Veena applied to an Executive Assistant’s role in a well-known American Multi-national company and eagerly looked forward to taking her application to the next level. After a couple of telephonic interviews, she was called for a face-to-face interview in the third round. Veena went well prepared to do a good job and give off her best.
What happened next?
She was interviewed by two very senior directors of the firm, for whom the role was going to support. According to her, the interview went off very well and she was able to answer all their questions very smartly and professionally. When her turn came to ask questions, she had already made up a list in her mind, which she very confidently went ahead and asked. One of the interviewers seemed very impressed with the queries that she posed and even went on to say “very good” and “that is a very good question that you are asking” at several points during the interview. Veena was confident that she would be shortlisted for the final round.
The recruiter who handled the whole process told her that it would take two weeks for them to get back to her.
When Veena got in touch with the HR person after two weeks, he told her that they would need some more time to come to a decision and that they would definitely get back to her within the next two weeks. A month and a half passed by since the last conversation with the HR person and Veena’s hopes of getting this job for which she was very confident diminished. She was looking for closure to this process and hence decided to contact the HR person again, though she was a little hesitant to keep following up in this manner. The HR person told her that they would not be taking her application forward.
Veena was heartbroken because she had pinned a lot of hope on this role and had even made a list of all the activities that she could work on in this role, thereby contributing effectively to the goals of the team and the organization. She was angry, upset and frustrated about how things were handled and the way that she was treated, especially from a well-known firm, which had a huge brand name in the market.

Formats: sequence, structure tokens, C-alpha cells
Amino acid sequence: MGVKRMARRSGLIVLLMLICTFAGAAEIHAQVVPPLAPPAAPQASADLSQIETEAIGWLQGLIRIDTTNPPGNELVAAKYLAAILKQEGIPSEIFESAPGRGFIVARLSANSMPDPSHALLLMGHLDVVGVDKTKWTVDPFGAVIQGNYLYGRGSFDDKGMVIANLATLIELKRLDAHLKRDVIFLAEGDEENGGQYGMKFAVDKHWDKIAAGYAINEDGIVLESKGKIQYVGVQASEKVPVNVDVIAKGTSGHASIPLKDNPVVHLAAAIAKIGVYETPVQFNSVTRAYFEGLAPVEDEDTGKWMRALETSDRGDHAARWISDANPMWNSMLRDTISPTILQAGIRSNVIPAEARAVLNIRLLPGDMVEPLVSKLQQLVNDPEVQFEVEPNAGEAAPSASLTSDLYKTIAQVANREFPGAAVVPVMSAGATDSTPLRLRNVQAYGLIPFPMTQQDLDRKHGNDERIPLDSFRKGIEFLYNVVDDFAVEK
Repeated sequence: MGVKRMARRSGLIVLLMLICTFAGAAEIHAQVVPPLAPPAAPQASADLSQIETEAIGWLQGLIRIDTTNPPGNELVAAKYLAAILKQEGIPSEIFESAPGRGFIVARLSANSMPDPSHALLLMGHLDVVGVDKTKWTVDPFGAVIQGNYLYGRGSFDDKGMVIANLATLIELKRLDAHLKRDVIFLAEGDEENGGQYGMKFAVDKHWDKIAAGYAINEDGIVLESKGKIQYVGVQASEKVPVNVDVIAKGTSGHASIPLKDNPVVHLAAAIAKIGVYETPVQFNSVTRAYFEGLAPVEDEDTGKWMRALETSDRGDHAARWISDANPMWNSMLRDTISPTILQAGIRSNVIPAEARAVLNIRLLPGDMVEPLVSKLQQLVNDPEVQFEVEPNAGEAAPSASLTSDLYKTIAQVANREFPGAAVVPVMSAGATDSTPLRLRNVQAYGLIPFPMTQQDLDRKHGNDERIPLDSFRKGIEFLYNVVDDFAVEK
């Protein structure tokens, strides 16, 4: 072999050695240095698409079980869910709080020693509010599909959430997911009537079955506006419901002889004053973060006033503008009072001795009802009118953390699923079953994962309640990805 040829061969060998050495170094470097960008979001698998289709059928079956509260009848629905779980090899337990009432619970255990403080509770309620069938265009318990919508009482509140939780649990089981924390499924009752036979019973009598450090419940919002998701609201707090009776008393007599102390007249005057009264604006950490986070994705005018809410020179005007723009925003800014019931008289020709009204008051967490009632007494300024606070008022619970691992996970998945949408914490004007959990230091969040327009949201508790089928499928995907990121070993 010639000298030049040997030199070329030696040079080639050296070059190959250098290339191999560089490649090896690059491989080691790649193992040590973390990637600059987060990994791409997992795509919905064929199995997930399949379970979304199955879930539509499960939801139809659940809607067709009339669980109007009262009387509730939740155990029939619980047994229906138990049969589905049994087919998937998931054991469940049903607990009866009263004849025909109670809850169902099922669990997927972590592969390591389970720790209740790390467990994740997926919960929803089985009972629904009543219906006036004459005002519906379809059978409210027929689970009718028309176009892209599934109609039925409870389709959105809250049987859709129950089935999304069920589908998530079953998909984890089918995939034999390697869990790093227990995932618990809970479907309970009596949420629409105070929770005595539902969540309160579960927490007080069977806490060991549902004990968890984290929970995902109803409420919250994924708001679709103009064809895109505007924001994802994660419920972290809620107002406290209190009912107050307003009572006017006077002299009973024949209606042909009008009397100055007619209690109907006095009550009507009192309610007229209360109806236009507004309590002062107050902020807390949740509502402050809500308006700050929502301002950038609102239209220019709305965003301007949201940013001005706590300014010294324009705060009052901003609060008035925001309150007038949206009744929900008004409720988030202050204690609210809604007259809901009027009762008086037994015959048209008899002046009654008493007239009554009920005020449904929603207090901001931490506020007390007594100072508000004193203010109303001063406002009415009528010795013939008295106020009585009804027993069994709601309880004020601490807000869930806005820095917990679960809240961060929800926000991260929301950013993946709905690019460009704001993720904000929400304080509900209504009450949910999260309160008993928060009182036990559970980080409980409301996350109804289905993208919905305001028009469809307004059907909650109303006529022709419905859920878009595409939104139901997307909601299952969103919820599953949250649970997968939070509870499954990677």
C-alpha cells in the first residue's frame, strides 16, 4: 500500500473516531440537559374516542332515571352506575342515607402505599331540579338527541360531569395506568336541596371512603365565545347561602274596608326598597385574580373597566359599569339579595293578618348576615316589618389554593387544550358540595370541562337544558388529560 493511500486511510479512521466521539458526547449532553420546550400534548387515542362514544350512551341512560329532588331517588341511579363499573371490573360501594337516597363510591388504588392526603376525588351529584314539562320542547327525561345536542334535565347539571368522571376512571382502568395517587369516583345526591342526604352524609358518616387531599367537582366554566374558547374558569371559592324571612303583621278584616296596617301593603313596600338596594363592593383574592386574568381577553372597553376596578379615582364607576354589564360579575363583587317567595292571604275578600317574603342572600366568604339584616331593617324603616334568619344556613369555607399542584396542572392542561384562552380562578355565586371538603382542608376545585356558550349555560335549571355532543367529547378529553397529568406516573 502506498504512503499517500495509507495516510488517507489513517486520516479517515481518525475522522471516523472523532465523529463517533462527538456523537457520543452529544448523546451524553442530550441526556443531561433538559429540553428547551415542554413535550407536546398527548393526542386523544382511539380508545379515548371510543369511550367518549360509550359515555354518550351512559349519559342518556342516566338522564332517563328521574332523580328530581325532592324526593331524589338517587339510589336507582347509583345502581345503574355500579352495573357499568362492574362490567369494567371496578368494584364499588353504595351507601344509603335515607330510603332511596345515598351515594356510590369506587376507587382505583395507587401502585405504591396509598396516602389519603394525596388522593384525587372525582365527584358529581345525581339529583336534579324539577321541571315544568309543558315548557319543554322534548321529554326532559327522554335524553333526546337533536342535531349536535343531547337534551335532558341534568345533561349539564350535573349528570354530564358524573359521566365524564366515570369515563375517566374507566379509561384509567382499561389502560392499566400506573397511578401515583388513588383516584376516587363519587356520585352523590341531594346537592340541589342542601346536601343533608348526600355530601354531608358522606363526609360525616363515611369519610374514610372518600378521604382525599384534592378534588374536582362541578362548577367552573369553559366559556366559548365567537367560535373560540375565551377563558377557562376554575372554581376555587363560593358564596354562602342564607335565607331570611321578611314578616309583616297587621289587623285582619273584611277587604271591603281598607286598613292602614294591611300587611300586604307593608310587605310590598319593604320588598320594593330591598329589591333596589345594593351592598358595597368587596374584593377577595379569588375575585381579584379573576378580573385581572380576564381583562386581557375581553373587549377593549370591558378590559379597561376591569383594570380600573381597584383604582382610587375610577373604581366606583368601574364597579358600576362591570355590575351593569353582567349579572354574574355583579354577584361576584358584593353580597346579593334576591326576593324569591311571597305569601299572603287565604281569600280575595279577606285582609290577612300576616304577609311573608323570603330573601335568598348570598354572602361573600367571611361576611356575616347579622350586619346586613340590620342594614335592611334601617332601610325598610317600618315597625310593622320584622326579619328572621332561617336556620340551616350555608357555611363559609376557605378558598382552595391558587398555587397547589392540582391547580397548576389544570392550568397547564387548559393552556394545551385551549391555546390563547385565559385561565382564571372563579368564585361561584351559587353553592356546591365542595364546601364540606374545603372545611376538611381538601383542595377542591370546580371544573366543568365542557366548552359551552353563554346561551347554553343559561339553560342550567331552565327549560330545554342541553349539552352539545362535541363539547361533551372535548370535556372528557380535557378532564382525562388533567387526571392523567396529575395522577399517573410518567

What could have been done to stop Veena from feeling cheated, even though she did not get the job?
- The firm did not bother to contact Veena at all and let her know that her application was rejected. She had to follow up several times to know the results. It is very important for the hiring team to let each candidate who comes for the interview know the status of their application. It is agreed that every candidate who sends in their resume cannot be contacted. But short-listed candidates, who put in a lot of preparation, spend their time, money and efforts into attending an interview should have the right to know about the results. They also need closure from the process.
- This is usually not the norm in India. But it would help a candidate a great deal if they receive constructive criticism on why they were not selected for the role, especially in situations where the candidate is specifically asking for feedback and is open and willing to listen to what the interviewers have to say.
In order to create an amicable and enjoyable interaction between potential candidates and the firm during an interview process, the organization should be ready to walk the extra mile to make their processes transparent, churn out speedy TATs regarding their selection decisions and present a professional and courteous demeanor throughout the entire procedure, thus improving their brand image and enhancing potential candidates’, that is their customers’ experiences.